Description of Around the World: Low Vision Services in Nepal: An Overview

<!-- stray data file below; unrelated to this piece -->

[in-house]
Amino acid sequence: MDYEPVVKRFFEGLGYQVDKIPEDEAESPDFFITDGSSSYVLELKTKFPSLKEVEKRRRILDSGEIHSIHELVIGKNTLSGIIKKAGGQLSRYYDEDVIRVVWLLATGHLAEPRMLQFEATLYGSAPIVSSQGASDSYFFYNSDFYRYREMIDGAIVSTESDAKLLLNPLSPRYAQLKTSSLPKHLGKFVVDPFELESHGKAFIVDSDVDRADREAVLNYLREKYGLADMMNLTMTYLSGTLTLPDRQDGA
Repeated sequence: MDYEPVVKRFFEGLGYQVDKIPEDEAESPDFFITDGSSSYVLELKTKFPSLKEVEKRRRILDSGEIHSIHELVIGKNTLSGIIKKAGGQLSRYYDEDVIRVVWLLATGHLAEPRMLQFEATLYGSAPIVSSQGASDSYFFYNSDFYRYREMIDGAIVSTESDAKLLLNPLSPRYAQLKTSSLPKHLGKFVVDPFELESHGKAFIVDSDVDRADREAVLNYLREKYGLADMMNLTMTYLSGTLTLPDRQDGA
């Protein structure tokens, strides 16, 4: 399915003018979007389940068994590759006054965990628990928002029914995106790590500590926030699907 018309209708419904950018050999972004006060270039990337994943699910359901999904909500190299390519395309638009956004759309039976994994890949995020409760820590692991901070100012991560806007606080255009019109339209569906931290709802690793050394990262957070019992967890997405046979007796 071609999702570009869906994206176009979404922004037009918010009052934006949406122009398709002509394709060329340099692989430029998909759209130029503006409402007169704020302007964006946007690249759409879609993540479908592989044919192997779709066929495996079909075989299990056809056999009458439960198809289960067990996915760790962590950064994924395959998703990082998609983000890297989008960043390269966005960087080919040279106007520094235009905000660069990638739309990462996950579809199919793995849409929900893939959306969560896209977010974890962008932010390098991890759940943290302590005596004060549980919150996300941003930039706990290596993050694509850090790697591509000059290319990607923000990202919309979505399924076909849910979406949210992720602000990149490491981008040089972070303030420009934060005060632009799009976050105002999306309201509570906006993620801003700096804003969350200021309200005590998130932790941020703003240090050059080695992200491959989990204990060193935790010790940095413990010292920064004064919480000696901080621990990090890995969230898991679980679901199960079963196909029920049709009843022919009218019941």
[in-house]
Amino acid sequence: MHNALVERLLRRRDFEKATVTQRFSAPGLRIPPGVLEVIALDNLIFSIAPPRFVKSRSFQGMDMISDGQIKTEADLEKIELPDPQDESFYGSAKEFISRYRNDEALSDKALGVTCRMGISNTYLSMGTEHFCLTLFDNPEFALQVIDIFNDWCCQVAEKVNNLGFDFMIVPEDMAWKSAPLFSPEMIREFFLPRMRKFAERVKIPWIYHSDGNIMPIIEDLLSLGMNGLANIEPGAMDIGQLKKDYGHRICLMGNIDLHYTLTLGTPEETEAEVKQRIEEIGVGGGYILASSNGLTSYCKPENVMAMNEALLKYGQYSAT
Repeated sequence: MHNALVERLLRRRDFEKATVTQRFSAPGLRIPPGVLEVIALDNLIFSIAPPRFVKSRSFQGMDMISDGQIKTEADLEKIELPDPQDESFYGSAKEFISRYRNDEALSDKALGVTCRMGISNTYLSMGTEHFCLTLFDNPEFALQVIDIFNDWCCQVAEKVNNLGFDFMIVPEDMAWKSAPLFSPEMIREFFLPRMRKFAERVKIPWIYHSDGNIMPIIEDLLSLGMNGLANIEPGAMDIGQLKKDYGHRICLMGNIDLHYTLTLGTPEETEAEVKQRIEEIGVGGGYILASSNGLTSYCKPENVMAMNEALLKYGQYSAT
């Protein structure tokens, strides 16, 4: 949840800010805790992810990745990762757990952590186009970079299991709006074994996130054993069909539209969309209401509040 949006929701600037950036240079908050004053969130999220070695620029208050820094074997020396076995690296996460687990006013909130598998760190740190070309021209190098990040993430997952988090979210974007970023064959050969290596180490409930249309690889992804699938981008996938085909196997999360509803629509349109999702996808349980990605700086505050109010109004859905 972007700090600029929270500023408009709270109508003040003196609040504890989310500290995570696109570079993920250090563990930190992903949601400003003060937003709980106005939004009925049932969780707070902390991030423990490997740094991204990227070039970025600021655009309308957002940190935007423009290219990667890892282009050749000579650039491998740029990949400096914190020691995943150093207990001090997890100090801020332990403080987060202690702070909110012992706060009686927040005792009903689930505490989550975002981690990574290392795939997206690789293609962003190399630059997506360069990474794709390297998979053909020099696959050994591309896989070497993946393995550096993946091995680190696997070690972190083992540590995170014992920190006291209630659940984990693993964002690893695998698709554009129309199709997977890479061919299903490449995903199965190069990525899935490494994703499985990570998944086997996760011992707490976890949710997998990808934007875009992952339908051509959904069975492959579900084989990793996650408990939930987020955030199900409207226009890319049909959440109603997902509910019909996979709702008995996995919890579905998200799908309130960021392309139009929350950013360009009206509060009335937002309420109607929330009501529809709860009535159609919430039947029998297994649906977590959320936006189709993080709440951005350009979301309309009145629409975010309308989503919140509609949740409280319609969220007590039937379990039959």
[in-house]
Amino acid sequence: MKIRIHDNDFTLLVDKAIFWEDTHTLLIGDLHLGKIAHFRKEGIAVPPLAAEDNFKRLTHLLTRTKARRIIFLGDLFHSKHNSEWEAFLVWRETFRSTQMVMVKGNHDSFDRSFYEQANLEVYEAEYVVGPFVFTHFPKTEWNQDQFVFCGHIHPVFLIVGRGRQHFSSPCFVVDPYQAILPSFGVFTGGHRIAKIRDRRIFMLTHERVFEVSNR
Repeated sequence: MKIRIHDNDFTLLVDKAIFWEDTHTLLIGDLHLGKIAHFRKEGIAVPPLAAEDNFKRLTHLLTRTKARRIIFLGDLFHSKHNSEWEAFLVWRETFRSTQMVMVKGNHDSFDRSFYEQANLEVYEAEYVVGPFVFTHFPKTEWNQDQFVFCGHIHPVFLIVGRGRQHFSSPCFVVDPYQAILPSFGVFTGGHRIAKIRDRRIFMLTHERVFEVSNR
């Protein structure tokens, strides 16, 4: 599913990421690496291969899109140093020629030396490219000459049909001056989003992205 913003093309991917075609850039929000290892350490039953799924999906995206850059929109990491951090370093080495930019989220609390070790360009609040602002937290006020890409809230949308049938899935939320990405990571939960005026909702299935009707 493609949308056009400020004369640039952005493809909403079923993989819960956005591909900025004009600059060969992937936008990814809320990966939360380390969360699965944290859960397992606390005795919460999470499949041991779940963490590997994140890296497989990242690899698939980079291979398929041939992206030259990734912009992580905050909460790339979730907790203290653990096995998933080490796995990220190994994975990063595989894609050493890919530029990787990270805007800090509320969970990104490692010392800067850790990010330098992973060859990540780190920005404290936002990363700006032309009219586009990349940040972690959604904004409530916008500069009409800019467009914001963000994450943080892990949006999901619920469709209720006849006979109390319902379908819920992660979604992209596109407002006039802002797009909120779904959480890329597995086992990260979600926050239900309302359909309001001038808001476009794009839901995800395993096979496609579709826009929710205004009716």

A person with low vision is someone who has an impairment of visual functioning despite treatment or standard refractive correction. By definition (World Health Organization, 1993), this impairment includes a visual acuity of less than 6/18 (20/60) to light perception or a visual field of less than 10 degrees from the point of fixation in people who are using or are potentially able to use vision for planning or implementing tasks. Globally, of about 314 million people who are visually impaired, 45 million are blind; however, refractive error as a cause of visual impairment is not included in that number, which implies that the actual global magnitude of visual impairment is greater (Siddiqui, Baäckman, & Awan, 1997). Worldwide, for each person who is blind, an average of 3.4 people have low vision, with country and regional variations ranging from 2.4 to 5.5 (Brilliant et al., 1985). Although low vision does not fall into the category of blindness per se, it has enormous social and economic consequences in terms of productivity losses and dependence. Nearly 87% of the world's people who are blind live in the developing world. More than half live in Asia, and the vast majority of them live in rural communities (Siddiqui et al., 1997). The statistics for Nepal are similar to those of the rest of the developing world: The prevalence of blindness is 0.84 per 100 inhabitants, 92% of the people who are blind live in rural areas, and 80% of the blindness is avoidable (curable or preventable) (Brilliant et al., 1985).